What You Need To Know About Work-Related Anxiety

A lot of adults have a hard time turning off their work stress outside of working hours. This leads most people to feel anxious and find themselves up all night worrying. A lot of young professionals experience having a hard time creating a healthy work-life balance. Usually the stress of their job is staying with them outside of working hours and seeping into their daily life. They find it hard to fall asleep, enjoy themselves and/or relax when they are off the clock. This usually leads to burnout.

Anchor Therapy is a counseling center in Hoboken, NJ with psychotherapists specialized to help teens and adults with anxiety, depression, and life transitions.

When my clients come to me with work related anxiety, it is usually either because their job is extremely stressful and/or they are unsure if this is the right career path for them. When you are at a job you are unhappy with, it’s common to have a hard time separating when you’re in work mode and when you’re in relaxation mode. Your mind is constantly worrying, processing, and stressing about work no matter what time it is.

  • Work related anxiety is very popular in high stress jobs such as health care providers, attorneys, management positions, and many others.

How do you know your anxiety is from work-related stress?

Try to be mindful of what your worried thoughts are presenting as. Are you finding yourself worrying, “What if there’s an emergency I have to deal with in the middle of the night or on my day off?” … “What if I missed something in my patient and they will die because of it?” … “What if I can’t make that deadline and I’m fired?” … “What if I change jobs and I become even more unhappy?” If thoughts like these are tumbling around in your head constantly then you are most likely experiencing work-related anxiety. It is possible that your work is so stressful that it makes you worried about other things in general such as your relationships and day-to-day events outside of work.

But if your job changed in which you were completely stress-free there, then ask yourself how your mood would shift overall? It is likely that your generalized anxiety would greatly diminish overall.

What to do when you realize you are experiencing anxiety due to work:

  • There’s a number of options, including mental health therapy. A mental health professional could help you problem-solve what’s best for you to do in your next steps and help you decrease your anxiety to make it more manageable.

  • One of the first things I have my clients do who experience work-related anxiety is to create a better work-life balance. I’m aware every job is different and some companies understand their employees need a break while others may only care about working you until you’re burned out. But you really want to try your hardest to stop working at the end of your work day. This means not checking your work email or work cellphone outside of work hours. If this is not possible in your job, then you want to try to minimize it. Maybe instead of constantly checking your email every 5 minutes, set a time to check it once an hour outside of work hours. And know that if a true emergency arises, you will most likely get several direct calls.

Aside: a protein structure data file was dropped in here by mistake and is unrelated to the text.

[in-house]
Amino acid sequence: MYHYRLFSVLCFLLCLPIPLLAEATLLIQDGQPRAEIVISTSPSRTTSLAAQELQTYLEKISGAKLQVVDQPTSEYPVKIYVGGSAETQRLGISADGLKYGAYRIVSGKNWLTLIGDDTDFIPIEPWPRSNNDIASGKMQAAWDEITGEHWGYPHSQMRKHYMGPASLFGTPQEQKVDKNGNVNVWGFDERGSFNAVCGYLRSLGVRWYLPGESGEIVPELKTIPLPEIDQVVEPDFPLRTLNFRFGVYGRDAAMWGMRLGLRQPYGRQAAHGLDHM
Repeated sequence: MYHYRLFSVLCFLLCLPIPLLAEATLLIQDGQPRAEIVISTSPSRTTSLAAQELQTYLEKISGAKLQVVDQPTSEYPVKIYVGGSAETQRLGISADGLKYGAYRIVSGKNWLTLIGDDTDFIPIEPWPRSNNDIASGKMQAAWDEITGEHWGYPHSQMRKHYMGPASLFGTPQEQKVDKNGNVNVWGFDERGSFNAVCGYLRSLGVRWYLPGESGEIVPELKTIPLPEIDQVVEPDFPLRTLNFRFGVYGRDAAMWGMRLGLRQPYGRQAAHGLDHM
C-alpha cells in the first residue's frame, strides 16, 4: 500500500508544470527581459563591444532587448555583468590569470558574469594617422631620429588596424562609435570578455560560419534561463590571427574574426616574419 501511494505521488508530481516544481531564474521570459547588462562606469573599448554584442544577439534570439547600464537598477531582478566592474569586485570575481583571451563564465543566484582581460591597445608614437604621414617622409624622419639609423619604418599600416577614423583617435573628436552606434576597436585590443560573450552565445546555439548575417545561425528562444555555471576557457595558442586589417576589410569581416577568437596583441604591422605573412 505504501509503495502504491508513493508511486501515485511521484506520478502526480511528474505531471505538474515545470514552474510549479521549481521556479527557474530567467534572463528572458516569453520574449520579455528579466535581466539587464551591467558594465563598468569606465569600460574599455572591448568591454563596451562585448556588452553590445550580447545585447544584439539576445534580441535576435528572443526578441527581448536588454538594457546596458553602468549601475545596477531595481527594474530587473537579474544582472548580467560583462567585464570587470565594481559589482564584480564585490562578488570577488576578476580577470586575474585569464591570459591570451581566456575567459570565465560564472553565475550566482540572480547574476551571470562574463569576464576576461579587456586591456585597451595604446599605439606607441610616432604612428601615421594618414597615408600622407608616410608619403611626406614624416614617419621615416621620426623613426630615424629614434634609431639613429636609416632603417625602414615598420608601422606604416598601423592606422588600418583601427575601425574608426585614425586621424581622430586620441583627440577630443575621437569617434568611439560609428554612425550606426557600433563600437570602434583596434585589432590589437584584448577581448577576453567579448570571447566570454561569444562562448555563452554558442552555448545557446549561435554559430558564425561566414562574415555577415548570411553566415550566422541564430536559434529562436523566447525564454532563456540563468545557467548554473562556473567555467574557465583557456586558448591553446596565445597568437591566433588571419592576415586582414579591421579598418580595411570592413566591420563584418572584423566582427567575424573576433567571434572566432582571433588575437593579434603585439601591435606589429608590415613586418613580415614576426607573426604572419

• The next step in creating a better work-life balance would be to not feel like you NEED to deal with something right that moment. You can always get to it in the morning. Unless there is a major emergency and someone is expecting an answer from you right away or else you realistically would be fired or someone may die in your care if you don’t act immediately. But in most cases, that person who is emailing you at 11pm or at the end of the day on a Friday doesn’t expect you to answer them until the next work day morning.

Usually when someone who is experiencing anxiety or overwhelm at their job tends to self inflict pressure on themselves to work more. You need to reflect if working outside of work hours is required for your job. If it’s not required for your job, you may notice that you feel anxious if you don’t address work items right away, and at any hour, since you feel something bad will happen. But really ask yourself what would be the worst case scenario? Can you hold off on answering this email or responding to this phone call?